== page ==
Lessons from New York’s new population study
June 20, 2012
The 2011 Jewish Community Study of New York was released with some fanfare last week.
Some of the results of the survey by UJA-Federation of New York came as somewhat of a surprise. After a decrease from about two million Jews in 1970 to 1.4 million in both 1991 and 2002, the region’s Jewish population increased to 1.54 million in 2011, reflecting higher numbers of both children and elderly.
Even more surprising was that nearly 500,000 Jews now live in Orthodox households, making the eight-county area (New York City’s five boroughs, plus Nassau, Suffolk, and Westchester counties) almost one-third Orthodox. At the same time, the number of people who are “Just Jewish” and have much weaker ties to the Jewish community also is increasing. Thus, the two “extremes” — Conservative and Reform Jews — are growing at the expense of the middle.
The study also found significant diversity (Russians, Israelis, Syrians, and others), a significantly increased percentage of Jews living in poverty (about 20 percent), and modest decreases in philanthropic giving as needs are increasing.
But what about the rest of the country? Can the new study assist Jews in Houston, Tucson, and Springfield, Mass., in their own community planning?
Yes — and no.
With the New York area’s 1.54 million Jews representing as much as 25 percent of America’s Jews, changes in its demography and Jewish engagement affect the overall profile of America’s Jewish population.
However, New York is New York. Bethamie Horowitz, the researcher for the 1991 New York Jewish Population Survey, once posited a “New York effect,” suggesting the area is different from other American-Jewish communities. Is this still the case today?
To answer the question, consider the Comparison of Jewish Communities: A Compendium of Tables and Bar Charts, which I recently posted at the Mandell Berman North American Jewish Data Bank. It provides comparisons of 55 American-Jewish communities on hundreds of measures.
New York is like other Jewish communities in some ways. For example, among the comparison Jewish communities, the percentage of persons in Jewish households in New York age 17 and younger (23 percent), 65 and older (20 percent), and 75 and older (12 percent) are all about average. So is average household size (2.55 persons per household). Synagogue membership (44 percent) and Jewish community center participation (32 percent) are about average, too. The percentage of households who donated to any Jewish charity in the past year (59 percent) is a bit below average.
On the other hand, New York really differs from the rest of the country on many measures, including the percentage of those in the local community who are Jewish (13 percent). The percentage born locally (56) is the highest and the percentage foreign born (29 percent) is topped only by Miami.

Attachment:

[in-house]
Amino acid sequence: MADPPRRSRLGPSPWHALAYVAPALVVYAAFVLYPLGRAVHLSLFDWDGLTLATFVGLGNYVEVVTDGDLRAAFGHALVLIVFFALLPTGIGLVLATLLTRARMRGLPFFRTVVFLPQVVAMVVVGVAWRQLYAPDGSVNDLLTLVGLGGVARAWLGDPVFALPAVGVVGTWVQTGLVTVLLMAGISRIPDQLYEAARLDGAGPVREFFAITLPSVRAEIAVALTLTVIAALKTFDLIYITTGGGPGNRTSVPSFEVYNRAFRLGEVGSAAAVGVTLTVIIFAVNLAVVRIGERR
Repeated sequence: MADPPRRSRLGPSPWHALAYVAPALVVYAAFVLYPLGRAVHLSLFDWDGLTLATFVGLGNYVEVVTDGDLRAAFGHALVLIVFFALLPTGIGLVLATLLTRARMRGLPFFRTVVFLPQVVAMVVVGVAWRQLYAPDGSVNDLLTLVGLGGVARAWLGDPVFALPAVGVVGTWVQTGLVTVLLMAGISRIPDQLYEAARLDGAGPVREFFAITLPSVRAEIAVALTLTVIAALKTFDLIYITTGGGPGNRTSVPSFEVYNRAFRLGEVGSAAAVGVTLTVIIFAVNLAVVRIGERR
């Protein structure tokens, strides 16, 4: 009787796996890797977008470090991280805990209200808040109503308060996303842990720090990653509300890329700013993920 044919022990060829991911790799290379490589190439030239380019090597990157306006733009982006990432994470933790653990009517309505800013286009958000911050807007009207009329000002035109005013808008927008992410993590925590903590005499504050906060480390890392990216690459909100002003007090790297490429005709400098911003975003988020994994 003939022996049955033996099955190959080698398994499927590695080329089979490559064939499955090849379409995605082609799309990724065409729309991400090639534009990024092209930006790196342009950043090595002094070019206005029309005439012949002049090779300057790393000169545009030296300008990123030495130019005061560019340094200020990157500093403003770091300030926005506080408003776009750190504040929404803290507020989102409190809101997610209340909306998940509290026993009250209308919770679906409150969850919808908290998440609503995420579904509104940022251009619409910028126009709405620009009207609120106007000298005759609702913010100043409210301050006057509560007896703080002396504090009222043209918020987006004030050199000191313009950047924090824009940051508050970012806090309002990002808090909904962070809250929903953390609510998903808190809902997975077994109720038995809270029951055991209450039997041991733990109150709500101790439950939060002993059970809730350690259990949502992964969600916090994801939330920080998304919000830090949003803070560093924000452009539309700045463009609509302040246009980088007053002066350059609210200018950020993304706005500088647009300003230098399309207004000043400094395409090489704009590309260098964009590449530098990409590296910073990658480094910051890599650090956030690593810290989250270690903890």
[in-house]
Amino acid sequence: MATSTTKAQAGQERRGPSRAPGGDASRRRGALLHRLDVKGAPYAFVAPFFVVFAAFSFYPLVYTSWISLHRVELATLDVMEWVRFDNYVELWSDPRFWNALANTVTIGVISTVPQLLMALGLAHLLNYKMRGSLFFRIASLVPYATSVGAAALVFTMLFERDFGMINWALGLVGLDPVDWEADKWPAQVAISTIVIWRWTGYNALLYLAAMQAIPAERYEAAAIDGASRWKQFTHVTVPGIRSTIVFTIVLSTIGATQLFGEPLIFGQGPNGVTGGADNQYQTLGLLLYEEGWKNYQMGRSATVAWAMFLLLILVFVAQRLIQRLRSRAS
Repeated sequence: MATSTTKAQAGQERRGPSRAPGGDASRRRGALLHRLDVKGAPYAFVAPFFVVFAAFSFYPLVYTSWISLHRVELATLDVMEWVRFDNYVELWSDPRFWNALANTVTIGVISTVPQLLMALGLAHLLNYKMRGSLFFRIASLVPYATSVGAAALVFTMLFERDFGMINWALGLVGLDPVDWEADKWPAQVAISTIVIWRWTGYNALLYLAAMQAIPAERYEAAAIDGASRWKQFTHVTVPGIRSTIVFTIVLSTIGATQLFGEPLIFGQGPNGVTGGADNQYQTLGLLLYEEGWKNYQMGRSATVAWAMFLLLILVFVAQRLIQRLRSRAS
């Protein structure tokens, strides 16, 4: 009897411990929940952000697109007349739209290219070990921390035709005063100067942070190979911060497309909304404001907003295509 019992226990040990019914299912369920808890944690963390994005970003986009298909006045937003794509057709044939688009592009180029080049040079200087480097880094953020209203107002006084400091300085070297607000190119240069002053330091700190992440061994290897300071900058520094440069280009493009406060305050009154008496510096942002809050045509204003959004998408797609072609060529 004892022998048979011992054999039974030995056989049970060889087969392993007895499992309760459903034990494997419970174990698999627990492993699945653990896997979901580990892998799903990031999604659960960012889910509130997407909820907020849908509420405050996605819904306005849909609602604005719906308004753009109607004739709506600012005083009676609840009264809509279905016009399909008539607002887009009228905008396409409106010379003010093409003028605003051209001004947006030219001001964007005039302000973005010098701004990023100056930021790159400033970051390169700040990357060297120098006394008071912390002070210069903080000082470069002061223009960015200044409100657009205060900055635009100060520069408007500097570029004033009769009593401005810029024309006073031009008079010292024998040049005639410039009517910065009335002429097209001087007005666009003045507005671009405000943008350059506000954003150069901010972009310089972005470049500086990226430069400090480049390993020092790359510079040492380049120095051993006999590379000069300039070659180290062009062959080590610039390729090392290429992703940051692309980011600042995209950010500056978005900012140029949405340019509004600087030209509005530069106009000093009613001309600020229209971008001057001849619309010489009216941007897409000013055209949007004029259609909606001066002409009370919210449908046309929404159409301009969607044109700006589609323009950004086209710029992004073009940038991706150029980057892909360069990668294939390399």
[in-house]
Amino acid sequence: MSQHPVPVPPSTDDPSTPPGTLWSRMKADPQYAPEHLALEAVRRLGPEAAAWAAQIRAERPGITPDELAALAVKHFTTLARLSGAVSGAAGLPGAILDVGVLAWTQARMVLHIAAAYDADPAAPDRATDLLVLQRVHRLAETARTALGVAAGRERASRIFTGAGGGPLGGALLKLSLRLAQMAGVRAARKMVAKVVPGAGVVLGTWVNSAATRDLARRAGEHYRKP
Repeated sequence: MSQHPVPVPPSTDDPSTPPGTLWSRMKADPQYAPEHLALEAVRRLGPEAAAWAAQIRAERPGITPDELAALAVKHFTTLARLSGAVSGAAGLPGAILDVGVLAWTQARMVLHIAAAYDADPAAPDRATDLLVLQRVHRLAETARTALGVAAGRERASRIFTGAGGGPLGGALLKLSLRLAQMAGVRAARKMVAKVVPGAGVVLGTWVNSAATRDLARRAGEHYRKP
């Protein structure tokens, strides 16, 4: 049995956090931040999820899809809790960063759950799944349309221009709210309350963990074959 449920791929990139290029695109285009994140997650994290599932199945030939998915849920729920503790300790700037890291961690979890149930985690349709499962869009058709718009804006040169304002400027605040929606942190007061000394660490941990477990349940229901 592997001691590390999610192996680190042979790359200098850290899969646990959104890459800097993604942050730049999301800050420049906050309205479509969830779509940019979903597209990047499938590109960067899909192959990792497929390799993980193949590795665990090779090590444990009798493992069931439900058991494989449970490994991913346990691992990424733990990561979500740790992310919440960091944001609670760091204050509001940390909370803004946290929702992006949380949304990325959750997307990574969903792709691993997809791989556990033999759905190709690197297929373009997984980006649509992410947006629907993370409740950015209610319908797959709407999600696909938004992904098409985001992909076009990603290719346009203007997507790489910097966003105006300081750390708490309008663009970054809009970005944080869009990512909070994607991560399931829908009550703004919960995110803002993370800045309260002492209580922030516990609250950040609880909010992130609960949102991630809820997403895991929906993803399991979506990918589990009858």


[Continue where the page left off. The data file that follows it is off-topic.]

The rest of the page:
Only Baltimore has a higher percentage of Orthodox households.
The percentage of households who keep a kosher home (32 percent) is the highest. The 22 percent of married couples who are intermarried is well below average. The percentage of households who donated to the local Jewish federation in the past year (24 percent) is the sixth lowest.
No other Jewish community is as large, as diverse, or as poor as New York. Its Orthodox Jewish community alone is larger than any other American-Jewish community, except perhaps for Los Angeles. In no other community do we see the growth in Orthodox identification that we see in New York.
Still, some trends and relationships found in the New York report almost certainly apply in many other Jewish communities. For example, the trend toward greater bifurcation, between the more Jewishly engaged (although not Orthodox) and the less Jewishly engaged, is seen in most Jewish communities today. And the relationships shown in New York between Jewish engagement and such experiences as Israel trips and Jewish overnight camps almost certainly suggest that further emphasis on informal Jewish educational efforts throughout the nation is warranted.
It is unfortunate that a 2010 national Jewish population survey was not undertaken. One of the valid arguments against a new NJPS is that most planning in the Jewish community is done at the community level.
The New York study will lead to some major changes in the way UJA-Jewish Federation of New York and the New York Jewish community views itself and operates. Having completed more than 40 such surveys, I believe that the real lesson is that conducting similar studies in the Houstons, Tucsons, and Springfields will result in similar benefits for those communities. Jewish communities do differ.